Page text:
A valley formed by a river during a weather period in the past but now without a river. 

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Gorge:

Steep- sided deep valley that may be formed by cavern collapse. 

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Limestone pavement:

A bare rocky surface, with distinctive blocks (clints) and enlarged joints (grikes) 

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Swallow hole:

An enlarged joint into which water falls.

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Cavern:

A large underground cave.

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Resurgence:

A stream that emerges from underground

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Stalactite:

An icicle - like calcite feature hanging down from a cavern roof. 

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Stalagmite:

A stumpy calcite feature formed on a cavern floor.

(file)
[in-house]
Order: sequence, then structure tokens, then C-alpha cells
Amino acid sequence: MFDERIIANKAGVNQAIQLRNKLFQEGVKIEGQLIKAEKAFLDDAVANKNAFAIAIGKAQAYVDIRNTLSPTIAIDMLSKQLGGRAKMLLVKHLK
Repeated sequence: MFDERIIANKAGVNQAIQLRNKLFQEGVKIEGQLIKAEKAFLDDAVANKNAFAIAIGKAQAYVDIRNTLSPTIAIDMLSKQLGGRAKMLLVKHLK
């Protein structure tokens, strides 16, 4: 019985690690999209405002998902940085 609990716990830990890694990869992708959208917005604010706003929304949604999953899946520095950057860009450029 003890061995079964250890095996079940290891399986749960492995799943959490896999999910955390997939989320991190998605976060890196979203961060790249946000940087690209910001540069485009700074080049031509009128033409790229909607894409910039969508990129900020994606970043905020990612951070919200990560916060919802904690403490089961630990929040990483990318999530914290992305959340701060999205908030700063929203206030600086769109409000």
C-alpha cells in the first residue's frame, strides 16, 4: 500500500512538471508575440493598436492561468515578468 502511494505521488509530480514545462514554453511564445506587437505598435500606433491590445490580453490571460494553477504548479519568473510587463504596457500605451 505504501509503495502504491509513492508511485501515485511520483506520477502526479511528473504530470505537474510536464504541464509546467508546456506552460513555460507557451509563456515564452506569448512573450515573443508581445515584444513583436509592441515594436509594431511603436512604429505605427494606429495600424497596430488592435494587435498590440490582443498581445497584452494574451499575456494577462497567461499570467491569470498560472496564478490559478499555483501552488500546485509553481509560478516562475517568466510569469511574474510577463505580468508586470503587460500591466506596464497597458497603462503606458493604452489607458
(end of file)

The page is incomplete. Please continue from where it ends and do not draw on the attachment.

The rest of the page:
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Pillar:

A calcite feature stretching from floor to ceiling in a cavern. 

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Curtain:

A broad depostie of calcite usually formed when water emerges along a crack in a cavern 

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Cement:

Mortar used in buildings, made from crushed limestone and shale.

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Syncline:

The lower arc of the fold in fold mountains

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Aquifer:

An underground reservoir of water stored in pores and/or joints in a rock, e.g chalk. 

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Aggregate:

Crushed stone made from tough rocks such as limestone, used in the construction industry and in road building. 

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Quarry restoration:

Resorting or improving the environmental quality of a quarry, either during its operation or afterwards.